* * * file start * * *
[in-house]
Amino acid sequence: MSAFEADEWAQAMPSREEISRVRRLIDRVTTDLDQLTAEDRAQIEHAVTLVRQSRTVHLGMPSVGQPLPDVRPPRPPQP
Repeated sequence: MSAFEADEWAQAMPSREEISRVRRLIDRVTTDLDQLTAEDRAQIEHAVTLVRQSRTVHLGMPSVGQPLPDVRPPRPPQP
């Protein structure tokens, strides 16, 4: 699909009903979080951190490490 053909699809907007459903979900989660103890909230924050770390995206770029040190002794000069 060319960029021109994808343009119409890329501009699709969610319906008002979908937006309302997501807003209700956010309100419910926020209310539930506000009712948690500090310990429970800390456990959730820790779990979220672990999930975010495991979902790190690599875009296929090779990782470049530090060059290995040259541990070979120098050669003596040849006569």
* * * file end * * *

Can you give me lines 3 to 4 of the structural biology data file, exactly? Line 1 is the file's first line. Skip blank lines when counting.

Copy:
Repeated sequence: MSAFEADEWAQAMPSREEISRVRRLIDRVTTDLDQLTAEDRAQIEHAVTLVRQSRTVHLGMPSVGQPLPDVRPPRPPQP
């Protein structure tokens, strides 16, 4: 699909009903979080951190490490 053909699809907007459903979900989660103890909230924050770390995206770029040190002794000069 060319960029021109994808343009119409890329501009699709969610319906008002979908937006309302997501807003209700956010309100419910926020209310539930506000009712948690500090310990429970800390456990959730820790779990979220672990999930975010495991979902790190690599875009296929090779990782470049530090060059290995040259541990070979120098050669003596040849006569």